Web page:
Thursday, June 3, 2010

A Tale of Two Sticky Toffee Puddings

Sticky toffee pudding was one of those decadent-sounding yet obscurely-named British desserts that I'd read a lot about, yet never come across in real life. It was high on my list of things to track down and try while in England, and sure enough I had no problem finding it on almost every pub menu. I guess I'm not the only American intrigued by the combination of toffee (which we don't often see in the US except in its crunchy candy form), stickiness (always desirable in a dessert), and pudding (which I know is what the English call any dessert, but which will always have a creamy, not sticky or crunchy, connotation in my colonial mind). Add the ever-welcome lashings of custard or caramel sauce, and it seems like an experience that couldn't go wrong.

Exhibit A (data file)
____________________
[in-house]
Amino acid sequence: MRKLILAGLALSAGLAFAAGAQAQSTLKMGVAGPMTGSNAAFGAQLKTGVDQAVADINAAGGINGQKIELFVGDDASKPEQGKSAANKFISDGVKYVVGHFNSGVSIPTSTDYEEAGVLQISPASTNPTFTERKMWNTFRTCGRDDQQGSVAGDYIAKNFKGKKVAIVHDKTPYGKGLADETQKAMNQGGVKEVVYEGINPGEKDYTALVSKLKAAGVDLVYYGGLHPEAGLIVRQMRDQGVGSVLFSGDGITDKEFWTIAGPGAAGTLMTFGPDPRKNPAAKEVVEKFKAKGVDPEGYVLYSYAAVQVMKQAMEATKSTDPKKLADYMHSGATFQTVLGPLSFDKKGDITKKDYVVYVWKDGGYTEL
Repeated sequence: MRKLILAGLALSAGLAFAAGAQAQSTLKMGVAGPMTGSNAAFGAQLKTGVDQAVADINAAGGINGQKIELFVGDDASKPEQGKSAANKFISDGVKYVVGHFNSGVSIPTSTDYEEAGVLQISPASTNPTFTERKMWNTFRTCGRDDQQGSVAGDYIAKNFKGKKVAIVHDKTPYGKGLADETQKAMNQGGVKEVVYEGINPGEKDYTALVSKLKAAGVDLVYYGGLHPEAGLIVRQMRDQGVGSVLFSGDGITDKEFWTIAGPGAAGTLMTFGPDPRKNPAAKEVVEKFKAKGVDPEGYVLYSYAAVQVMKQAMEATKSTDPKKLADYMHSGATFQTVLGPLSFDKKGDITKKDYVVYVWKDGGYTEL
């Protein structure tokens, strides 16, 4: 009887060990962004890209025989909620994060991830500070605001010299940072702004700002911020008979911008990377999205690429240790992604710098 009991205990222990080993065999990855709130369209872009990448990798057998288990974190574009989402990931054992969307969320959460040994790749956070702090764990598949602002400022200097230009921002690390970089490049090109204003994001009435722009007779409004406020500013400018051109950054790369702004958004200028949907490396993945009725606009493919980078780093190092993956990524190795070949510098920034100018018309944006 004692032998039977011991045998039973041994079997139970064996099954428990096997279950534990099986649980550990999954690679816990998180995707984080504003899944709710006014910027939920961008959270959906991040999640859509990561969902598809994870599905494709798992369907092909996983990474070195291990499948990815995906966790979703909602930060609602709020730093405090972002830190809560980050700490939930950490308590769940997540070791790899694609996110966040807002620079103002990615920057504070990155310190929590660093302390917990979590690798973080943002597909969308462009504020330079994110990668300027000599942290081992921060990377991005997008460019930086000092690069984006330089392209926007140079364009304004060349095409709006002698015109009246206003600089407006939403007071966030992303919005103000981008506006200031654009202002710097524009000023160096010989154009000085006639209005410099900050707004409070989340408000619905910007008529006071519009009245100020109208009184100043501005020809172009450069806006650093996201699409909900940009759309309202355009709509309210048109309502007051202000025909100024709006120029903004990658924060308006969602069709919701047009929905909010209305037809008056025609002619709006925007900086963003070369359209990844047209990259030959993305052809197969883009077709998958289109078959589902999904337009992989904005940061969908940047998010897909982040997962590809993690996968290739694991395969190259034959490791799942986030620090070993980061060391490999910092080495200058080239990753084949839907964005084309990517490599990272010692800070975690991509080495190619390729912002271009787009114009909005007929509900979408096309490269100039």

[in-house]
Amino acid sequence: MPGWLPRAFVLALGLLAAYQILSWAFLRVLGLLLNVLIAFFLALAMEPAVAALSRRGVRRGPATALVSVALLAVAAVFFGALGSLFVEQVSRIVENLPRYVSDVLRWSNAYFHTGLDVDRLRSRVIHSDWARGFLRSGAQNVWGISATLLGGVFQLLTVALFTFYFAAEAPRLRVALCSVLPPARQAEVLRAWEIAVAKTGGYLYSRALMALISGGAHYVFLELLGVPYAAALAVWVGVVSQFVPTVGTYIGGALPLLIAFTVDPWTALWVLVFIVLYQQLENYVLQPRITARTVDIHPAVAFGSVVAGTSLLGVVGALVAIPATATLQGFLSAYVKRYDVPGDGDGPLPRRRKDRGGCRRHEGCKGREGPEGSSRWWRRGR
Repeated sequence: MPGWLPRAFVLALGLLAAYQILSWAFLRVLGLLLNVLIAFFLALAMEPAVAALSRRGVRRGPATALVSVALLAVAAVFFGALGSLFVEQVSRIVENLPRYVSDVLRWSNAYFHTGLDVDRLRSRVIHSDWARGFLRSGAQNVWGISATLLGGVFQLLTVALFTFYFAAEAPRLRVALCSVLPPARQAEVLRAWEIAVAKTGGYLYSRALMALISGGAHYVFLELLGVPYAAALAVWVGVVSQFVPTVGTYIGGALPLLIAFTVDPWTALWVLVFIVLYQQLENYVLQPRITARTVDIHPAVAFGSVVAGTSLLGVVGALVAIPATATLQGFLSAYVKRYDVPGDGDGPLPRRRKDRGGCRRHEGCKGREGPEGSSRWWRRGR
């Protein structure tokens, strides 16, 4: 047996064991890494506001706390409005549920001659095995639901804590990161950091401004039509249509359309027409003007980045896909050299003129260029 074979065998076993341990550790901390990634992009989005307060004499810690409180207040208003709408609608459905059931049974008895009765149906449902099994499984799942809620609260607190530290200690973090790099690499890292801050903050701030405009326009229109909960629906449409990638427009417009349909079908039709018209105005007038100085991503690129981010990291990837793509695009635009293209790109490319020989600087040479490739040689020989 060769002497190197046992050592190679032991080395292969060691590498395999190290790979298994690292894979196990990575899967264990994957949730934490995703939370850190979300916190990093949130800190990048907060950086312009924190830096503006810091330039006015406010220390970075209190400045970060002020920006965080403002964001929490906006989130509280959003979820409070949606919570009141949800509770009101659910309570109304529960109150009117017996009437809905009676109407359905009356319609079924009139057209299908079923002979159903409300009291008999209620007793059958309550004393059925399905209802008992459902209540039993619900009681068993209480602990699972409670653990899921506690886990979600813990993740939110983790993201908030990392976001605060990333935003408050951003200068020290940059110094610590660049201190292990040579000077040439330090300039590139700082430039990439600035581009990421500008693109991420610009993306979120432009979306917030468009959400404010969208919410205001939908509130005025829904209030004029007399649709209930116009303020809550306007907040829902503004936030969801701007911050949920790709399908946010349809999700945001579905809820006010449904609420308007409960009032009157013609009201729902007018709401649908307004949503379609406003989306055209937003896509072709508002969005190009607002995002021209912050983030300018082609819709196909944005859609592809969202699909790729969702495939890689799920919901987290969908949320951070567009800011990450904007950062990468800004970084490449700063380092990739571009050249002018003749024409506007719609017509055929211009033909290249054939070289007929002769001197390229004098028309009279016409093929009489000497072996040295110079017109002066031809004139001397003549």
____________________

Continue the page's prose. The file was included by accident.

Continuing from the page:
Well, neither of the sticky toffee puddings I tried quite lived up to my expectations. The one pictured at the top, from the Dickens Tavern near Paddington in London, was the more flavorful - moist, nicely spiced, and swimming in creamy sauce. But it didn't have the toffee taste I expected, or quite the stickiness. The bottom picture, from the Duke's Cut in Oxford, definitely succeeded in the sticky-sweet categories, thanks to the pool of caramel sauce and ice cream lobbed on top. Unfortunately, inside was somewhat dry and lacking in any flavor at all - it was just a bland brown cake that was really nothing but a vehicle for the toppings. My ideal sticky toffee pudding (and of course, this is just based on what I've read rather than actual knowledge of what the "real" thing tastes like) would have a caramelized top and almost molten center, needing nothing but a pitcher of custard or cream to balance its deep sweetness. I have a feeling that I might have had more luck finding it if I'd looked somewhere other than pubs - but until I get another chance to visit England, I may have to experiment with the idea on my own.

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